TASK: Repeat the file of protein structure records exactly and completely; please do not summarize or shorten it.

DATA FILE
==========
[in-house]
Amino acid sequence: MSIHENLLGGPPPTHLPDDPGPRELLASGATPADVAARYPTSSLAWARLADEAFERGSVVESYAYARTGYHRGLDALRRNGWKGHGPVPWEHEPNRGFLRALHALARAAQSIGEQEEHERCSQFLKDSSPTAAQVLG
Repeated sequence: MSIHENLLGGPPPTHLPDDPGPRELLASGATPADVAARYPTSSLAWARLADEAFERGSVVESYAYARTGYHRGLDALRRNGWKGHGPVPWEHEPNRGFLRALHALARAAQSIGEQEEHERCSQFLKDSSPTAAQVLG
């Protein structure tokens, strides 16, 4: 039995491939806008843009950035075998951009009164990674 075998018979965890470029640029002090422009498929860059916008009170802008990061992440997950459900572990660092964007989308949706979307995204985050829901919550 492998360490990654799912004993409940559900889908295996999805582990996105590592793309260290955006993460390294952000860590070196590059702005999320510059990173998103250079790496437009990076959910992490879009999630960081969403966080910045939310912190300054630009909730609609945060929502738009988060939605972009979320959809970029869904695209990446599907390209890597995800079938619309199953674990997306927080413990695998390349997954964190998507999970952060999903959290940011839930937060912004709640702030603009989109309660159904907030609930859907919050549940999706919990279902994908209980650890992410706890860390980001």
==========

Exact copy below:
[in-house]
Amino acid sequence: MSIHENLLGGPPPTHLPDDPGPRELLASGATPADVAARYPTSSLAWARLADEAFERGSVVESYAYARTGYHRGLDALRRNGWKGHGPVPWEHEPNRGFLRALHALARAAQSIGEQEEHERCSQFLKDSSPTAAQVLG
Repeated sequence: MSIHENLLGGPPPTHLPDDPGPRELLASGATPADVAARYPTSSLAWARLADEAFERGSVVESYAYARTGYHRGLDALRRNGWKGHGPVPWEHEPNRGFLRALHALARAAQSIGEQEEHERCSQFLKDSSPTAAQVLG
């Protein structure tokens, strides 16, 4: 039995491939806008843009950035075998951009009164990674 075998018979965890470029640029002090422009498929860059916008009170802008990061992440997950459900572990660092964007989308949706979307995204985050829901919550 492998360490990654799912004993409940559900889908295996999805582990996105590592793309260290955006993460390294952000860590070196590059702005999320510059990173998103250079790496437009990076959910992490879009999630960081969403966080910045939310912190300054630009909730609609945060929502738009988060939605972009979320959809970029869904695209990446599907390209890597995800079938619309199953674990997306927080413990695998390349997954964190998507999970952060999903959290940011839930937060912004709640702030603009989109309660159904907030609930859907919050549940999706919990279902994908209980650890992410706890860390980001």